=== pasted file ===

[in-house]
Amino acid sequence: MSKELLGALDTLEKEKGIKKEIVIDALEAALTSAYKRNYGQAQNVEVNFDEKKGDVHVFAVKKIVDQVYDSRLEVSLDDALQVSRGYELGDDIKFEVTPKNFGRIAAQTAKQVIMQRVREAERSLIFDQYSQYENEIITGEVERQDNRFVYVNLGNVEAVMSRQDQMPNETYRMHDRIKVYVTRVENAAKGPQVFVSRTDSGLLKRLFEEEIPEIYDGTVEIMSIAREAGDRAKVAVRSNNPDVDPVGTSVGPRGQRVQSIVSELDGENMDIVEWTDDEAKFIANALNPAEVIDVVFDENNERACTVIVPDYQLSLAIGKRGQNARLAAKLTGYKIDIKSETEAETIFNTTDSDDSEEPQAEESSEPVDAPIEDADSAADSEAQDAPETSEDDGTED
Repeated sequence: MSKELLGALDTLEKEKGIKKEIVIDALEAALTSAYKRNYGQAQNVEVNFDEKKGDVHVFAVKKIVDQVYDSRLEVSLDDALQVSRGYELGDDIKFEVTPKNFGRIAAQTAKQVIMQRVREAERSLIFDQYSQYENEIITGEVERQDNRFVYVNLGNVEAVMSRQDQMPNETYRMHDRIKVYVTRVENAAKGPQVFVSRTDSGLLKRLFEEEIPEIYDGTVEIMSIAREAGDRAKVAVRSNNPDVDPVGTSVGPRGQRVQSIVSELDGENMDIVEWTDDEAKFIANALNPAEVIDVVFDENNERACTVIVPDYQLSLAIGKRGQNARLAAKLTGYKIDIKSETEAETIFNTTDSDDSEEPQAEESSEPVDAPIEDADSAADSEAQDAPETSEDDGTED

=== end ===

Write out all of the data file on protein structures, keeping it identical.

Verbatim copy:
[in-house]
Amino acid sequence: MSKELLGALDTLEKEKGIKKEIVIDALEAALTSAYKRNYGQAQNVEVNFDEKKGDVHVFAVKKIVDQVYDSRLEVSLDDALQVSRGYELGDDIKFEVTPKNFGRIAAQTAKQVIMQRVREAERSLIFDQYSQYENEIITGEVERQDNRFVYVNLGNVEAVMSRQDQMPNETYRMHDRIKVYVTRVENAAKGPQVFVSRTDSGLLKRLFEEEIPEIYDGTVEIMSIAREAGDRAKVAVRSNNPDVDPVGTSVGPRGQRVQSIVSELDGENMDIVEWTDDEAKFIANALNPAEVIDVVFDENNERACTVIVPDYQLSLAIGKRGQNARLAAKLTGYKIDIKSETEAETIFNTTDSDDSEEPQAEESSEPVDAPIEDADSAADSEAQDAPETSEDDGTED
Repeated sequence: MSKELLGALDTLEKEKGIKKEIVIDALEAALTSAYKRNYGQAQNVEVNFDEKKGDVHVFAVKKIVDQVYDSRLEVSLDDALQVSRGYELGDDIKFEVTPKNFGRIAAQTAKQVIMQRVREAERSLIFDQYSQYENEIITGEVERQDNRFVYVNLGNVEAVMSRQDQMPNETYRMHDRIKVYVTRVENAAKGPQVFVSRTDSGLLKRLFEEEIPEIYDGTVEIMSIAREAGDRAKVAVRSNNPDVDPVGTSVGPRGQRVQSIVSELDGENMDIVEWTDDEAKFIANALNPAEVIDVVFDENNERACTVIVPDYQLSLAIGKRGQNARLAAKLTGYKIDIKSETEAETIFNTTDSDDSEEPQAEESSEPVDAPIEDADSAADSEAQDAPETSEDDGTED